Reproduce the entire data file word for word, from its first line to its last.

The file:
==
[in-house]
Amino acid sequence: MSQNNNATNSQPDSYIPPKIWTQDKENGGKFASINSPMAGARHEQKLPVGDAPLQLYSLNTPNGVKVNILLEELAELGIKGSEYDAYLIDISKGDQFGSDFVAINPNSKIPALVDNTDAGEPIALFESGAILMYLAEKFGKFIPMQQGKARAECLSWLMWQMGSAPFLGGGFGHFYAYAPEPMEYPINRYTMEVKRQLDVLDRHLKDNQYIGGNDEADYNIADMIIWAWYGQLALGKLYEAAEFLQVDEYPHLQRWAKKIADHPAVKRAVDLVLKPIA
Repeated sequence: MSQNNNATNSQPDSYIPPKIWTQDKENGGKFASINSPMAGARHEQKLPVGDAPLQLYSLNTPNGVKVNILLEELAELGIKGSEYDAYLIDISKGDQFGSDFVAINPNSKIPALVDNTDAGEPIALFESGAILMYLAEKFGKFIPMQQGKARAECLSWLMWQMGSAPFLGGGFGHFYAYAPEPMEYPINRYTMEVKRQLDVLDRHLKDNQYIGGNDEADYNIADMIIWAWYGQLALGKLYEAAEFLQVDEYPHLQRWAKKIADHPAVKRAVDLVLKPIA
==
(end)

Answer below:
[in-house]
Amino acid sequence: MSQNNNATNSQPDSYIPPKIWTQDKENGGKFASINSPMAGARHEQKLPVGDAPLQLYSLNTPNGVKVNILLEELAELGIKGSEYDAYLIDISKGDQFGSDFVAINPNSKIPALVDNTDAGEPIALFESGAILMYLAEKFGKFIPMQQGKARAECLSWLMWQMGSAPFLGGGFGHFYAYAPEPMEYPINRYTMEVKRQLDVLDRHLKDNQYIGGNDEADYNIADMIIWAWYGQLALGKLYEAAEFLQVDEYPHLQRWAKKIADHPAVKRAVDLVLKPIA
Repeated sequence: MSQNNNATNSQPDSYIPPKIWTQDKENGGKFASINSPMAGARHEQKLPVGDAPLQLYSLNTPNGVKVNILLEELAELGIKGSEYDAYLIDISKGDQFGSDFVAINPNSKIPALVDNTDAGEPIALFESGAILMYLAEKFGKFIPMQQGKARAECLSWLMWQMGSAPFLGGGFGHFYAYAPEPMEYPINRYTMEVKRQLDVLDRHLKDNQYIGGNDEADYNIADMIIWAWYGQLALGKLYEAAEFLQVDEYPHLQRWAKKIADHPAVKRAVDLVLKPIA